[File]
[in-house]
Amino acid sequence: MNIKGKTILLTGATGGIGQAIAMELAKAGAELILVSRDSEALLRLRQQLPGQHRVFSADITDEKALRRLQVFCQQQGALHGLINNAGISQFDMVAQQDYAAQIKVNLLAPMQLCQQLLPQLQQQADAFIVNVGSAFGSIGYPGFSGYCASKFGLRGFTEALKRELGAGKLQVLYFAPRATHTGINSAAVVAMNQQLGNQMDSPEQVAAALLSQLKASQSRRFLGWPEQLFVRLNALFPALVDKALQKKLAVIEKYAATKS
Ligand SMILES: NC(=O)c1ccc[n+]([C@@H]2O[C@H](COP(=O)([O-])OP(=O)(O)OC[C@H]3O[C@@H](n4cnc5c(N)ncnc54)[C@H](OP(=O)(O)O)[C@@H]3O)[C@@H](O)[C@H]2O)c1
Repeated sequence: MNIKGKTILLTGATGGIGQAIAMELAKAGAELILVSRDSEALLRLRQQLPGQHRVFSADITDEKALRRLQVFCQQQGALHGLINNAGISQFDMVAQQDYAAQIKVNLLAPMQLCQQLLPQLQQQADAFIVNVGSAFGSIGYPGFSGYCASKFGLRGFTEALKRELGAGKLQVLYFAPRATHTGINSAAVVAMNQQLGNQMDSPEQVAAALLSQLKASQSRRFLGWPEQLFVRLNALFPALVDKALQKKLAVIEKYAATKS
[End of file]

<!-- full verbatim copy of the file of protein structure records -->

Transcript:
[in-house]
Amino acid sequence: MNIKGKTILLTGATGGIGQAIAMELAKAGAELILVSRDSEALLRLRQQLPGQHRVFSADITDEKALRRLQVFCQQQGALHGLINNAGISQFDMVAQQDYAAQIKVNLLAPMQLCQQLLPQLQQQADAFIVNVGSAFGSIGYPGFSGYCASKFGLRGFTEALKRELGAGKLQVLYFAPRATHTGINSAAVVAMNQQLGNQMDSPEQVAAALLSQLKASQSRRFLGWPEQLFVRLNALFPALVDKALQKKLAVIEKYAATKS
Ligand SMILES: NC(=O)c1ccc[n+]([C@@H]2O[C@H](COP(=O)([O-])OP(=O)(O)OC[C@H]3O[C@@H](n4cnc5c(N)ncnc54)[C@H](OP(=O)(O)O)[C@@H]3O)[C@@H](O)[C@H]2O)c1
Repeated sequence: MNIKGKTILLTGATGGIGQAIAMELAKAGAELILVSRDSEALLRLRQQLPGQHRVFSADITDEKALRRLQVFCQQQGALHGLINNAGISQFDMVAQQDYAAQIKVNLLAPMQLCQQLLPQLQQQADAFIVNVGSAFGSIGYPGFSGYCASKFGLRGFTEALKRELGAGKLQVLYFAPRATHTGINSAAVVAMNQQLGNQMDSPEQVAAALLSQLKASQSRRFLGWPEQLFVRLNALFPALVDKALQKKLAVIEKYAATKS